In about 1979, I was a Patrol Ranger on the Sierra NF in Shaver Lake. Early one morning I got a radio request to report to Dorabelle Campground to assist the Rangers there.
When I arrived at the Campground HQ I found the Rangers on the porch with a 30ish man. The man’s nose was heavily bandaged and, even with all the bandaging, it was obvious that his nose was quite swollen.
|Shaver Lake at Dorabelle Campground|
That was not to be the case.
“I was sleeping in my tent,” the man began, “when I felt something grab my nose. I woke up and there were a pair of red eyes staring at me! Some sort of animal was biting me right on the bridge of my nose!”
I must have looked at him somewhat dubiously, because he quickly continued, “Swear to God, man! I’m telling the truth! I’m not drunk or anything. I was just asleep and something came into my tent and attacked me!”
He told us that he jumped up and when he stood the creature let go and dropped to the ground. It quickly scurried off into the brush.
“I didn’t get a great look at it ‘cause it was still pretty dark and it moved fast. It was about the size of a large cat and had light fur, tan or gray or maybe even white. But two things I know for sure, it had red eyes and sharp teeth!”
The man, somewhat understandably disenchanted with camping, told us he was heading home. “I want to see my doctor and get this fixed up. I hope it doesn’t leave a scar. That son-of-a-bitch took a lot of skin with him.”
I took the gentleman’s contact info and then shocked him by explaining that he would probably need rabies shots. Often, I explained to him, when an animal attacks without provocation, it’s because it is rabid.
“Couldn’t you trap it and test it?” he asked – no one looks forward to rabies shots, they have a notorious reputation.
“There are so many wild animals up here we’d never be able to be sure that anything we catch would be the one that bit you.”
“It’ll be the one with red eyes!” he said and stomped away.
“We’ll set out some traps,” I said, to his back, “but I’m not optimistic.”
Frankly, I was a bit dubious of the red eye detail, lots of animals’ eyes look red at night, due to reflections. I thought it was probably a squirrel that got into the tent and panicked when it thought it was trapped. We’d had a kid bitten by a squirrel (not rabid) earlier that same year, and it had happened before, usually when someone was trying to feed them.
Still, the rabies shots would be necessary, there’s no cure if it is allowed to begin. It’s nothing to mess with.
When I arrived there were two children (10-12 year old) with the Rangers.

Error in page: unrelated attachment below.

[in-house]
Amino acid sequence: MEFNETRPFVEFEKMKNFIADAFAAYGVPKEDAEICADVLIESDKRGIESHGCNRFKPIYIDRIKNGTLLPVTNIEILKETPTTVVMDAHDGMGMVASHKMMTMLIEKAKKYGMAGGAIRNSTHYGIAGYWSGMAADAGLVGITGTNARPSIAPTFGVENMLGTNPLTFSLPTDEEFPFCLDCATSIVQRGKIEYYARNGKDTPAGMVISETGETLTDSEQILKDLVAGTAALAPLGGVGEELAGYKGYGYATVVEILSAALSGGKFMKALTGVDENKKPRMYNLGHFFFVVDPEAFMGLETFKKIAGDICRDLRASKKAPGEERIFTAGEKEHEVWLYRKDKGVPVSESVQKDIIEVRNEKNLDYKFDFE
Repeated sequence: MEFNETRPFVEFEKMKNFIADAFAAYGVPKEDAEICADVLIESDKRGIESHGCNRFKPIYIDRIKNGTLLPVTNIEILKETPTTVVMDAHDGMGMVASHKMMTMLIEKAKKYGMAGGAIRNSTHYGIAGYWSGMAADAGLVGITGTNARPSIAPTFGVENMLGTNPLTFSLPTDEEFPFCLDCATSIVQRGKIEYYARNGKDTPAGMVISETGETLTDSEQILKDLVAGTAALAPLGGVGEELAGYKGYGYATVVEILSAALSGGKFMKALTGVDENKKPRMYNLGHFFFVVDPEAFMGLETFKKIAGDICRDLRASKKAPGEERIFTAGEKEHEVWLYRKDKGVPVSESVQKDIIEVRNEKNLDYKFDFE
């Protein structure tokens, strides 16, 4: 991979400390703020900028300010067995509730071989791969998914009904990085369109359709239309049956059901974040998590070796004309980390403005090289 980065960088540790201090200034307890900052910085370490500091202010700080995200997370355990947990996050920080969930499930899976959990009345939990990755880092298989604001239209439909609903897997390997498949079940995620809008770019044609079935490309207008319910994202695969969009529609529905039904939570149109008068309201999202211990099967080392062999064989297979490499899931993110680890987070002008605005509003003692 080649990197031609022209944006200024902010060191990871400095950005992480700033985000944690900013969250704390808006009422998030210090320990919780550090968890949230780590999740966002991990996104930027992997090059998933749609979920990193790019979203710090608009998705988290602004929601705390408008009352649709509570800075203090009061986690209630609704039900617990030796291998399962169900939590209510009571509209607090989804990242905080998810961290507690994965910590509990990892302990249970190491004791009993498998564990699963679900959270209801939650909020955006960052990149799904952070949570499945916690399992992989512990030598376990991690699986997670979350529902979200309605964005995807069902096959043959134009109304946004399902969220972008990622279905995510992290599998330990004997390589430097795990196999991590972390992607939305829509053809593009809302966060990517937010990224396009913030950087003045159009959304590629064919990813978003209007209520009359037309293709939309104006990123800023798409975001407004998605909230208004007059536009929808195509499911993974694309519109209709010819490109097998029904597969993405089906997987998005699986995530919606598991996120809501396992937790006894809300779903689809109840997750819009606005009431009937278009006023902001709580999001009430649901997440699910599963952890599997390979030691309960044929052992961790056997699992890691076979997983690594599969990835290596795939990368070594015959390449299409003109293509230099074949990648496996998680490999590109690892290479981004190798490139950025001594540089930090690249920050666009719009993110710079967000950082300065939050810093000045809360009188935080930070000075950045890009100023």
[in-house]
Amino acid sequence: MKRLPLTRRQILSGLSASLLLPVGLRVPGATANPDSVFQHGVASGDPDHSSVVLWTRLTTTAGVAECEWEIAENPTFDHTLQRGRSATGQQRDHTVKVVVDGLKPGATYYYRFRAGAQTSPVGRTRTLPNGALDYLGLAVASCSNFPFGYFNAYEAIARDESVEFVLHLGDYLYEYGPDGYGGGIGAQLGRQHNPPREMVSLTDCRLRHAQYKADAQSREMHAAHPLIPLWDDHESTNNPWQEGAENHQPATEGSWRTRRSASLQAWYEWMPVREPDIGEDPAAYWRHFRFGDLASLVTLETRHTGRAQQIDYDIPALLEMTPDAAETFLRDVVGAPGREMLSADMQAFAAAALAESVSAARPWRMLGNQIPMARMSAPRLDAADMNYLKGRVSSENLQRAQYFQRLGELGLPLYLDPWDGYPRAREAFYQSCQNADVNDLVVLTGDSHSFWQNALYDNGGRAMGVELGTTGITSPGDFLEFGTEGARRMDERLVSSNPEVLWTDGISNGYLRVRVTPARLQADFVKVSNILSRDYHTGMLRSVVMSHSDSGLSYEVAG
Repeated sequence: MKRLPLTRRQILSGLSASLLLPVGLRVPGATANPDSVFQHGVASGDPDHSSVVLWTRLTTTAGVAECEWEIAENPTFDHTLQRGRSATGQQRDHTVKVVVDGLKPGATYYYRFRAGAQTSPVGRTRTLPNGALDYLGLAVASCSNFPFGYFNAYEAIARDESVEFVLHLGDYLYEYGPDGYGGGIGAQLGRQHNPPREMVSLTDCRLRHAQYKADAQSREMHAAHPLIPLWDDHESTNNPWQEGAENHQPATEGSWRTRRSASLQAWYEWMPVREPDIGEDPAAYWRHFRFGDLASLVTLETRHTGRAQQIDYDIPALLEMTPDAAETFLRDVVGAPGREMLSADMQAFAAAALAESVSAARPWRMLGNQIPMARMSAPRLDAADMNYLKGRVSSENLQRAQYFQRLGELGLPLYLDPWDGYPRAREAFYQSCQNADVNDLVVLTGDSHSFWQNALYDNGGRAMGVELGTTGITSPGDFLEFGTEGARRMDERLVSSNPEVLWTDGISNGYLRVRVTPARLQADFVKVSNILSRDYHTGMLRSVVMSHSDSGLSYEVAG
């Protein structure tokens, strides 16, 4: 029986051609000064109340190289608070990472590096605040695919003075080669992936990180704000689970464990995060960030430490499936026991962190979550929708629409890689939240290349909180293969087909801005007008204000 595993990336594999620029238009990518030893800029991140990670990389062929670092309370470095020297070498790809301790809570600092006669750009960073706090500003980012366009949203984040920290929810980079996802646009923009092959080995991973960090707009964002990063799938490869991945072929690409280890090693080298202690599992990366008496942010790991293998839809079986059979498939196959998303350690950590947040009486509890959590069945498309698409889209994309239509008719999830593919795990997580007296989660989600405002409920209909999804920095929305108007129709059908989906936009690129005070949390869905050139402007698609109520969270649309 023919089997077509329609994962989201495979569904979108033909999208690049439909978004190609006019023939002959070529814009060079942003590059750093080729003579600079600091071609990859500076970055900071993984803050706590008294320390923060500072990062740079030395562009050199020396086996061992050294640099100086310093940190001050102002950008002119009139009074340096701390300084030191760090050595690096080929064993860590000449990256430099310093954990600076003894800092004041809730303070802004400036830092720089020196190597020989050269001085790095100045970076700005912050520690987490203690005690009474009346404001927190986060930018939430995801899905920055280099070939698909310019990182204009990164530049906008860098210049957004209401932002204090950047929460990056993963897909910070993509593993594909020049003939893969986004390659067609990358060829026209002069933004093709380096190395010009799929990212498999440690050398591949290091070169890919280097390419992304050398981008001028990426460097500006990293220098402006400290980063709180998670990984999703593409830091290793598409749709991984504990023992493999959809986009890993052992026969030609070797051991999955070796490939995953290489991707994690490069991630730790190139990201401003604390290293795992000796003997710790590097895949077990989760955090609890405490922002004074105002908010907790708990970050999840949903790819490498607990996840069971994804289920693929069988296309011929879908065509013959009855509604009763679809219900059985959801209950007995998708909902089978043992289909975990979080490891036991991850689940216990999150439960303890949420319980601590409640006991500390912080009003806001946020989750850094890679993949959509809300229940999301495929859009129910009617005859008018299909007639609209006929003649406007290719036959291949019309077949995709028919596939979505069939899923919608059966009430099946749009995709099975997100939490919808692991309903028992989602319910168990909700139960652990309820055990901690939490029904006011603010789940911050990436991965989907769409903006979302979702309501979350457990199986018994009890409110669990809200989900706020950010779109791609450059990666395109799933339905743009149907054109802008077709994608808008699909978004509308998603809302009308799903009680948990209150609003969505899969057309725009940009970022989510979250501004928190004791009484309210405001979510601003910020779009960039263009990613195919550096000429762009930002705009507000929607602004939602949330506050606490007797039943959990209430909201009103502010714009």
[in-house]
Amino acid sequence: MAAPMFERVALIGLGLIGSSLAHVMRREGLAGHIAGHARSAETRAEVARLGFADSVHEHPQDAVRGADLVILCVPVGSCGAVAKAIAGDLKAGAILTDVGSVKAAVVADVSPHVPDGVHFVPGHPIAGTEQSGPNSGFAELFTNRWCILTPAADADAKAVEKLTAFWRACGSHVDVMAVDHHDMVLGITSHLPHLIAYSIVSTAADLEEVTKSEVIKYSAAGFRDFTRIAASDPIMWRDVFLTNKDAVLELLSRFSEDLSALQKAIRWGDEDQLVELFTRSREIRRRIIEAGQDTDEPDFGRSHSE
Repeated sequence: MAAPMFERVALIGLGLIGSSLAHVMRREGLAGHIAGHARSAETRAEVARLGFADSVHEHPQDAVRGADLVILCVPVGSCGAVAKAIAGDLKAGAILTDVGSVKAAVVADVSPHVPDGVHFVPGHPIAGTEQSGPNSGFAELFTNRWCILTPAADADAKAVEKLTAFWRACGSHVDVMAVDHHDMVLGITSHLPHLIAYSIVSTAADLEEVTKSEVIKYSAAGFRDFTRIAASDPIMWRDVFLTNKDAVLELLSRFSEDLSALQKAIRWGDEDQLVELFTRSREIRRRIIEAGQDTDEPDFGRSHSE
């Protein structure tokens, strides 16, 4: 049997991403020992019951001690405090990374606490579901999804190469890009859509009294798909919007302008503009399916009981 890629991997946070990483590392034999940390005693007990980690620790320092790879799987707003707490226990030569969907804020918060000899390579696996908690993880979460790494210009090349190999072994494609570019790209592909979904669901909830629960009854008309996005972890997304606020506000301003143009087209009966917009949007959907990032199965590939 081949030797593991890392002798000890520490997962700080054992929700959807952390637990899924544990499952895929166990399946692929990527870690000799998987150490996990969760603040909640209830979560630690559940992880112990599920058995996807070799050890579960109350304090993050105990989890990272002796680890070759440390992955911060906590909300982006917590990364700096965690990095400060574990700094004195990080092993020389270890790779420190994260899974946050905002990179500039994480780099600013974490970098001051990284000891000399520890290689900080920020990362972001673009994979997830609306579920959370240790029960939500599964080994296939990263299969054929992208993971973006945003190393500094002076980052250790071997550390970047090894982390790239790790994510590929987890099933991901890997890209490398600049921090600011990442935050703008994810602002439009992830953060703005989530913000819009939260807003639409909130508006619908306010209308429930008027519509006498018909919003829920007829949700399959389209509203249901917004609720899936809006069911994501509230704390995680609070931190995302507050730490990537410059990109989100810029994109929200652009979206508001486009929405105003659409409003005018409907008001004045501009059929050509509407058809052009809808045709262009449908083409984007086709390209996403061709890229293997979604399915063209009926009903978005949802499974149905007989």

The children told us that they had gotten up early to fish. On their way back from the lake the saw a squirrel-sized animal with white fur run through their campsite – which happened to be the same site where the man had been bitten.
“It looked sort of like a squirrel and sort of like a cat.” One of the youngsters told us. “We saw it go into this pipe.”
They pointed to a drainage pipe that went under one of the campground roads just across from the Campground Ranger Station.
The younger of the two then piped in, “It had red eyes!”
Now they had my attention. Red eyes again. What was going on here?
Getting my flashlight I looked into the culvert. I couldn’t see anything, but the children said that they’d been watching both end of the pipe since it went inside and it hadn’t come out. The Dorabelle Rangers confirmed that nothing had come out since they started watching it after the children contacted them.
So we took two traps and set them on either end of the pipe. Wrapping chicken wire around both the mouths of the pipe and the traps, we were positive that whatever was in there couldn’t escape.
Nothing had shown up when I went off duty that afternoon. First thing the next morning I went straight to Dorabelle. The Head Campground Ranger arrived just as I pulled in. We walked over to the traps. There it was! It had red eyes! I realized that it was some sort of albino.
But what, exactly, was it? I’d never seen anything quite like it and I’d been a Ranger for four or five years then, and an outdoorsman all my life. It looked like a large weasel. It was much too big to be a weasel, although it did have that general shape. It wasn’t a badger, wolverine or any sort of cat.
Fish & Game came and collected the beast. They didn't know what it was either. They took it to the County Health offices in Fresno. It was euthanized and examined for rabies -- negative. I contacted the victim and he was greatly relieved to know he wouldn’t need the shots.
A few days later I was in Ivie’s Market. There on the bulletin board was a notice
Lost Albino Ferret and a blurry picture of our "Red Eyed Creature."
Yep, it was a domesticated pet ferret. Before this I’d never heard of them, but that’s what it was, an escaped pet.